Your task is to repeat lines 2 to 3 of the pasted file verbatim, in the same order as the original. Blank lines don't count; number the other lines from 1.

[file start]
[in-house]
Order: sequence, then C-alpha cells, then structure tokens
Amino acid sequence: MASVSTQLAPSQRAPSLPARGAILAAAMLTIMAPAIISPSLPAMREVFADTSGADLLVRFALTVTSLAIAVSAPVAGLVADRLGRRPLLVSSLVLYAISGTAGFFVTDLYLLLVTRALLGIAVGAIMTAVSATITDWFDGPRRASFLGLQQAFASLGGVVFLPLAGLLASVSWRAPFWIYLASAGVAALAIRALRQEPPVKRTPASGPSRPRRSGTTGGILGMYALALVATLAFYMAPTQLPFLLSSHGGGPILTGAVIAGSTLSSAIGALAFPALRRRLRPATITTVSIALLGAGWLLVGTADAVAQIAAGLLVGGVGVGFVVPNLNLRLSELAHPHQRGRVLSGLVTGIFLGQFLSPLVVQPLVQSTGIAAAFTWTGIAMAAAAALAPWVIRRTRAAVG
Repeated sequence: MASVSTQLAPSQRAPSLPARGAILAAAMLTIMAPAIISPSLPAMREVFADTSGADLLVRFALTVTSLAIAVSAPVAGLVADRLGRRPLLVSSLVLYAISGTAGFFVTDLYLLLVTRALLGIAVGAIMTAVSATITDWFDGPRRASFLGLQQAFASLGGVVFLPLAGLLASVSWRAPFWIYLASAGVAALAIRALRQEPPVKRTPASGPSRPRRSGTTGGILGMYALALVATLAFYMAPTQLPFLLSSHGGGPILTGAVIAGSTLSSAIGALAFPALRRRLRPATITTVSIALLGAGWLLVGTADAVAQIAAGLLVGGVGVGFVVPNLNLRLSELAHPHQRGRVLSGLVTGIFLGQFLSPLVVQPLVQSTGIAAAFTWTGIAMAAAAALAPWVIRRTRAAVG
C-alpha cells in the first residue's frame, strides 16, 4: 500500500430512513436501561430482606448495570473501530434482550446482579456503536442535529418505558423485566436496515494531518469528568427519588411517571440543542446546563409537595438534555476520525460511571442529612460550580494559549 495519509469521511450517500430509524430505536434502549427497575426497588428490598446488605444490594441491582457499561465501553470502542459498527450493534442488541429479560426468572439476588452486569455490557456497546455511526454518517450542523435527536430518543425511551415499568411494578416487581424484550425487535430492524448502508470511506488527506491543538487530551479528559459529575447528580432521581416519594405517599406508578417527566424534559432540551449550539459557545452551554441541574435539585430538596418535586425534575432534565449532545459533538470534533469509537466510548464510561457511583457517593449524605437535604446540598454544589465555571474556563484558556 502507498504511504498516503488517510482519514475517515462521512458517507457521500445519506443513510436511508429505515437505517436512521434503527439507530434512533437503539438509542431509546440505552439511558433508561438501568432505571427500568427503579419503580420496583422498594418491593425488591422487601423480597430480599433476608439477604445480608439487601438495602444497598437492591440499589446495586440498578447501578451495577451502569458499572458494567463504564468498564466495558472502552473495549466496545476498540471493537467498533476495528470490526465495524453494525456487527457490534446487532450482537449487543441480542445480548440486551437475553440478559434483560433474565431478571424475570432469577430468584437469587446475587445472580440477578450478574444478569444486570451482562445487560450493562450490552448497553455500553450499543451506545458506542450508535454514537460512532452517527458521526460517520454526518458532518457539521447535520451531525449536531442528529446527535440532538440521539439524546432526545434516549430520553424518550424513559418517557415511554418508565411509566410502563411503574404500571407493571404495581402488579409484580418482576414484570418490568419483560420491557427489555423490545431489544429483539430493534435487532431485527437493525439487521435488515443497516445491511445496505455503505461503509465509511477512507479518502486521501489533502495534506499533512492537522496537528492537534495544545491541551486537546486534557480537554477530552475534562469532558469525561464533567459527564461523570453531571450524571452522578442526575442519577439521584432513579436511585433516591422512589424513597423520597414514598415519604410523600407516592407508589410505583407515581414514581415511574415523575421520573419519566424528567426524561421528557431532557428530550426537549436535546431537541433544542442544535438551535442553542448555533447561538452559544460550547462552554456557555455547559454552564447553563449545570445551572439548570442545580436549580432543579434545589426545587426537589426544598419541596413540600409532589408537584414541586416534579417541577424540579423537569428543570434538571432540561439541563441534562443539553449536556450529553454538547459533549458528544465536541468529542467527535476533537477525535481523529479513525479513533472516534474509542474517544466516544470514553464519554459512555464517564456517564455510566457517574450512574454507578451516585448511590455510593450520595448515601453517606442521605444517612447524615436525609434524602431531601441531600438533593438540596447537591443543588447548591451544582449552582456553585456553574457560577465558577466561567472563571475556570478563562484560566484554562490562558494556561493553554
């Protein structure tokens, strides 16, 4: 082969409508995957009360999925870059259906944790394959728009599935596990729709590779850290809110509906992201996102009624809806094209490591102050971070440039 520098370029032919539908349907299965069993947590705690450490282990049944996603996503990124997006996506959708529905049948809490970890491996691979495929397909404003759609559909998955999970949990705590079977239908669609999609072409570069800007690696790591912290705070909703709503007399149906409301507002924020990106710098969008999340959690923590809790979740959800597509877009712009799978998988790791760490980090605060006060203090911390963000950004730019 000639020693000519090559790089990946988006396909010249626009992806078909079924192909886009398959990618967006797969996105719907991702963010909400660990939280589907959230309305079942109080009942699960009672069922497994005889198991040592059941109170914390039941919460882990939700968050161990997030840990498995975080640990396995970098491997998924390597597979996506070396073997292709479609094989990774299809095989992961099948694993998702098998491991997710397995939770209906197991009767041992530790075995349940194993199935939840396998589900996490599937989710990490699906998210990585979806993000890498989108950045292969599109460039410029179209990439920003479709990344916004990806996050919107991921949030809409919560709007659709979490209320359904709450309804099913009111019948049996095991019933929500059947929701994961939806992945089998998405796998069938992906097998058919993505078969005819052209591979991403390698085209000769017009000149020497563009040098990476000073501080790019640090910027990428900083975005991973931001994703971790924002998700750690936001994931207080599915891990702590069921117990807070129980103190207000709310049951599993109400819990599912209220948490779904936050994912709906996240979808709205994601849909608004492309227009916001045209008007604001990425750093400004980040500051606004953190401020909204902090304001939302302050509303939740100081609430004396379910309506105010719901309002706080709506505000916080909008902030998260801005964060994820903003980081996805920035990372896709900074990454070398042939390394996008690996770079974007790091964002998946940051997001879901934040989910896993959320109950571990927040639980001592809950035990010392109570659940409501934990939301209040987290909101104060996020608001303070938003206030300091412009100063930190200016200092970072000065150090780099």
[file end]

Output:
Order: sequence, then C-alpha cells, then structure tokens
Amino acid sequence: MASVSTQLAPSQRAPSLPARGAILAAAMLTIMAPAIISPSLPAMREVFADTSGADLLVRFALTVTSLAIAVSAPVAGLVADRLGRRPLLVSSLVLYAISGTAGFFVTDLYLLLVTRALLGIAVGAIMTAVSATITDWFDGPRRASFLGLQQAFASLGGVVFLPLAGLLASVSWRAPFWIYLASAGVAALAIRALRQEPPVKRTPASGPSRPRRSGTTGGILGMYALALVATLAFYMAPTQLPFLLSSHGGGPILTGAVIAGSTLSSAIGALAFPALRRRLRPATITTVSIALLGAGWLLVGTADAVAQIAAGLLVGGVGVGFVVPNLNLRLSELAHPHQRGRVLSGLVTGIFLGQFLSPLVVQPLVQSTGIAAAFTWTGIAMAAAAALAPWVIRRTRAAVG